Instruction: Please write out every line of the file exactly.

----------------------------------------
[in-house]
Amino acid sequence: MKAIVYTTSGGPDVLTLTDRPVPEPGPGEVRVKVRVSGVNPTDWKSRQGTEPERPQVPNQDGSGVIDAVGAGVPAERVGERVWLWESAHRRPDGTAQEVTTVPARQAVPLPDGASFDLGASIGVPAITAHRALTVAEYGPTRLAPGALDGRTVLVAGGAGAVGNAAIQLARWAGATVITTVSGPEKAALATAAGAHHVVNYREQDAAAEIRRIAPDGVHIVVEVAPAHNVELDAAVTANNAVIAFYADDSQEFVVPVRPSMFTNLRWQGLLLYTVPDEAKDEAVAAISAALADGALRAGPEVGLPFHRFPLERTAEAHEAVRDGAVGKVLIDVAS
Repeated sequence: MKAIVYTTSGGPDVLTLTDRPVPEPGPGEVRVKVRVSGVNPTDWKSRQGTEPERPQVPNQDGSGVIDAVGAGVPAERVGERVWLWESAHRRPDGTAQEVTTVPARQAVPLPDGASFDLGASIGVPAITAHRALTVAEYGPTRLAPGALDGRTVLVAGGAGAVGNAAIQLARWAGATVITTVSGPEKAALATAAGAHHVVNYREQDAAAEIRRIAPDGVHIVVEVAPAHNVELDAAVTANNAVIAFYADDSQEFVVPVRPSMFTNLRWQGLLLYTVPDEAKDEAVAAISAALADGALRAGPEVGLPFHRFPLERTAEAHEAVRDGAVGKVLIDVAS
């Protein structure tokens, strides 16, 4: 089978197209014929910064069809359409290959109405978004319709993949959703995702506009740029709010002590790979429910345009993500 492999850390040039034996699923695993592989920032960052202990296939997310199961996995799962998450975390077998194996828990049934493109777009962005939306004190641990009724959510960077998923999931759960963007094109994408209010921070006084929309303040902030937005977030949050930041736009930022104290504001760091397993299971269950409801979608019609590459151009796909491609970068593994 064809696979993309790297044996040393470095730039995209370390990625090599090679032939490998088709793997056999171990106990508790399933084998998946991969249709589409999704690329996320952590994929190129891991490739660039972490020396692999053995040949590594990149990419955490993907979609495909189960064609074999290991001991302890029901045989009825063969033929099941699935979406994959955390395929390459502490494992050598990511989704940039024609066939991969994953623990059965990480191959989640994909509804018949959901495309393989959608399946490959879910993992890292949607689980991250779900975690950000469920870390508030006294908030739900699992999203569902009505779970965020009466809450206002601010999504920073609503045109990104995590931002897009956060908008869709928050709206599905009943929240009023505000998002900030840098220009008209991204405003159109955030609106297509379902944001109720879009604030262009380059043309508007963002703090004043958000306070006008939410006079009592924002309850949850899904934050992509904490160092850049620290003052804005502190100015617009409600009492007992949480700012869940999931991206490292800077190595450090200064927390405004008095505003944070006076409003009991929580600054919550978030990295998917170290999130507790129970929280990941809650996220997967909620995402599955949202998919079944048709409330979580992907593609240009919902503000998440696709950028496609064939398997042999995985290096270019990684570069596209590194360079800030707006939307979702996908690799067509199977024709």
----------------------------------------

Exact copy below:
[in-house]
Amino acid sequence: MKAIVYTTSGGPDVLTLTDRPVPEPGPGEVRVKVRVSGVNPTDWKSRQGTEPERPQVPNQDGSGVIDAVGAGVPAERVGERVWLWESAHRRPDGTAQEVTTVPARQAVPLPDGASFDLGASIGVPAITAHRALTVAEYGPTRLAPGALDGRTVLVAGGAGAVGNAAIQLARWAGATVITTVSGPEKAALATAAGAHHVVNYREQDAAAEIRRIAPDGVHIVVEVAPAHNVELDAAVTANNAVIAFYADDSQEFVVPVRPSMFTNLRWQGLLLYTVPDEAKDEAVAAISAALADGALRAGPEVGLPFHRFPLERTAEAHEAVRDGAVGKVLIDVAS
Repeated sequence: MKAIVYTTSGGPDVLTLTDRPVPEPGPGEVRVKVRVSGVNPTDWKSRQGTEPERPQVPNQDGSGVIDAVGAGVPAERVGERVWLWESAHRRPDGTAQEVTTVPARQAVPLPDGASFDLGASIGVPAITAHRALTVAEYGPTRLAPGALDGRTVLVAGGAGAVGNAAIQLARWAGATVITTVSGPEKAALATAAGAHHVVNYREQDAAAEIRRIAPDGVHIVVEVAPAHNVELDAAVTANNAVIAFYADDSQEFVVPVRPSMFTNLRWQGLLLYTVPDEAKDEAVAAISAALADGALRAGPEVGLPFHRFPLERTAEAHEAVRDGAVGKVLIDVAS
């Protein structure tokens, strides 16, 4: 089978197209014929910064069809359409290959109405978004319709993949959703995702506009740029709010002590790979429910345009993500 492999850390040039034996699923695993592989920032960052202990296939997310199961996995799962998450975390077998194996828990049934493109777009962005939306004190641990009724959510960077998923999931759960963007094109994408209010921070006084929309303040902030937005977030949050930041736009930022104290504001760091397993299971269950409801979608019609590459151009796909491609970068593994 064809696979993309790297044996040393470095730039995209370390990625090599090679032939490998088709793997056999171990106990508790399933084998998946991969249709589409999704690329996320952590994929190129891991490739660039972490020396692999053995040949590594990149990419955490993907979609495909189960064609074999290991001991302890029901045989009825063969033929099941699935979406994959955390395929390459502490494992050598990511989704940039024609066939991969994953623990059965990480191959989640994909509804018949959901495309393989959608399946490959879910993992890292949607689980991250779900975690950000469920870390508030006294908030739900699992999203569902009505779970965020009466809450206002601010999504920073609503045109990104995590931002897009956060908008869709928050709206599905009943929240009023505000998002900030840098220009008209991204405003159109955030609106297509379902944001109720879009604030262009380059043309508007963002703090004043958000306070006008939410006079009592924002309850949850899904934050992509904490160092850049620290003052804005502190100015617009409600009492007992949480700012869940999931991206490292800077190595450090200064927390405004008095505003944070006076409003009991929580600054919550978030990295998917170290999130507790129970929280990941809650996220997967909620995402599955949202998919079944048709409330979580992907593609240009919902503000998440696709950028496609064939398997042999995985290096270019990684570069596209590194360079800030707006939307979702996908690799067509199977024709």